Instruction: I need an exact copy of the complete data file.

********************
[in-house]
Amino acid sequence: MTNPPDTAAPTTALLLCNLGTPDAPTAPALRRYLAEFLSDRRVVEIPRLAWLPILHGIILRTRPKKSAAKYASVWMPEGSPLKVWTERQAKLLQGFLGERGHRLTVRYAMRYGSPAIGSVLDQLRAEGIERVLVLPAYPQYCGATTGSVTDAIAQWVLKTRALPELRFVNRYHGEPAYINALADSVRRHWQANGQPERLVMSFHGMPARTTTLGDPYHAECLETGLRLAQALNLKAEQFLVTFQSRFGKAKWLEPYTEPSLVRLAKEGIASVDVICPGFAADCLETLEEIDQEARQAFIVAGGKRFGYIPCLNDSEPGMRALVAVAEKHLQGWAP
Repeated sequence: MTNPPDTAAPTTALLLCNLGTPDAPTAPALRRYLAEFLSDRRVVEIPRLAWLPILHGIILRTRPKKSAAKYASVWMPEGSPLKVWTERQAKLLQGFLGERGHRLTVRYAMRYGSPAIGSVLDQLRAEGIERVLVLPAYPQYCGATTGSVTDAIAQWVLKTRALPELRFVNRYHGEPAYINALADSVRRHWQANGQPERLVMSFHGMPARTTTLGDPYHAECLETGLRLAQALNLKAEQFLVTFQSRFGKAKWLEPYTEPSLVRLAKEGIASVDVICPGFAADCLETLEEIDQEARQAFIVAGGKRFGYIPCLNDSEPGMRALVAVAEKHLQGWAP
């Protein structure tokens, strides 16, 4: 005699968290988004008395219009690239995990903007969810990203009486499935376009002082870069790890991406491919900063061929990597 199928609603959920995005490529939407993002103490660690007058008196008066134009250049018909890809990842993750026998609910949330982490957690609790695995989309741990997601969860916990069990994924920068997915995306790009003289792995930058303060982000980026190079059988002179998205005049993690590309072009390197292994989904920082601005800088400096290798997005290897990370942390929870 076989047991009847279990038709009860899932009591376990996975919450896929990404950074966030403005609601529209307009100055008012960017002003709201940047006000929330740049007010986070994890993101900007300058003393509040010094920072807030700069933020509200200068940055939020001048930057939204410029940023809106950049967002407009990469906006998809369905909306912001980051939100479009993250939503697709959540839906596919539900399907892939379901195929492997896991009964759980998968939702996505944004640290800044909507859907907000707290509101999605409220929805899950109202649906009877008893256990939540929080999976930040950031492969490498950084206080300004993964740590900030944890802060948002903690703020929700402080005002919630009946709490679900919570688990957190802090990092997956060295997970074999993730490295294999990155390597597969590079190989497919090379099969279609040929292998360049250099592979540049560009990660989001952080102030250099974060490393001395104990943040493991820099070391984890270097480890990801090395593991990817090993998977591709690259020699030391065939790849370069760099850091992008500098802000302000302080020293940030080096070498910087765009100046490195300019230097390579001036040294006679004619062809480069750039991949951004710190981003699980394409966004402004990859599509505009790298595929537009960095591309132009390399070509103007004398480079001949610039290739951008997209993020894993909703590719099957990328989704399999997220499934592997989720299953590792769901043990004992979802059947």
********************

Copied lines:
[in-house]
Amino acid sequence: MTNPPDTAAPTTALLLCNLGTPDAPTAPALRRYLAEFLSDRRVVEIPRLAWLPILHGIILRTRPKKSAAKYASVWMPEGSPLKVWTERQAKLLQGFLGERGHRLTVRYAMRYGSPAIGSVLDQLRAEGIERVLVLPAYPQYCGATTGSVTDAIAQWVLKTRALPELRFVNRYHGEPAYINALADSVRRHWQANGQPERLVMSFHGMPARTTTLGDPYHAECLETGLRLAQALNLKAEQFLVTFQSRFGKAKWLEPYTEPSLVRLAKEGIASVDVICPGFAADCLETLEEIDQEARQAFIVAGGKRFGYIPCLNDSEPGMRALVAVAEKHLQGWAP
Repeated sequence: MTNPPDTAAPTTALLLCNLGTPDAPTAPALRRYLAEFLSDRRVVEIPRLAWLPILHGIILRTRPKKSAAKYASVWMPEGSPLKVWTERQAKLLQGFLGERGHRLTVRYAMRYGSPAIGSVLDQLRAEGIERVLVLPAYPQYCGATTGSVTDAIAQWVLKTRALPELRFVNRYHGEPAYINALADSVRRHWQANGQPERLVMSFHGMPARTTTLGDPYHAECLETGLRLAQALNLKAEQFLVTFQSRFGKAKWLEPYTEPSLVRLAKEGIASVDVICPGFAADCLETLEEIDQEARQAFIVAGGKRFGYIPCLNDSEPGMRALVAVAEKHLQGWAP
């Protein structure tokens, strides 16, 4: 005699968290988004008395219009690239995990903007969810990203009486499935376009002082870069790890991406491919900063061929990597 199928609603959920995005490529939407993002103490660690007058008196008066134009250049018909890809990842993750026998609910949330982490957690609790695995989309741990997601969860916990069990994924920068997915995306790009003289792995930058303060982000980026190079059988002179998205005049993690590309072009390197292994989904920082601005800088400096290798997005290897990370942390929870 076989047991009847279990038709009860899932009591376990996975919450896929990404950074966030403005609601529209307009100055008012960017002003709201940047006000929330740049007010986070994890993101900007300058003393509040010094920072807030700069933020509200200068940055939020001048930057939204410029940023809106950049967002407009990469906006998809369905909306912001980051939100479009993250939503697709959540839906596919539900399907892939379901195929492997896991009964759980998968939702996505944004640290800044909507859907907000707290509101999605409220929805899950109202649906009877008893256990939540929080999976930040950031492969490498950084206080300004993964740590900030944890802060948002903690703020929700402080005002919630009946709490679900919570688990957190802090990092997956060295997970074999993730490295294999990155390597597969590079190989497919090379099969279609040929292998360049250099592979540049560009990660989001952080102030250099974060490393001395104990943040493991820099070391984890270097480890990801090395593991990817090993998977591709690259020699030391065939790849370069760099850091992008500098802000302000302080020293940030080096070498910087765009100046490195300019230097390579001036040294006679004619062809480069750039991949951004710190981003699980394409966004402004990859599509505009790298595929537009960095591309132009390399070509103007004398480079001949610039290739951008997209993020894993909703590719099957990328989704399999997220499934592997989720299953590792769901043990004992979802059947």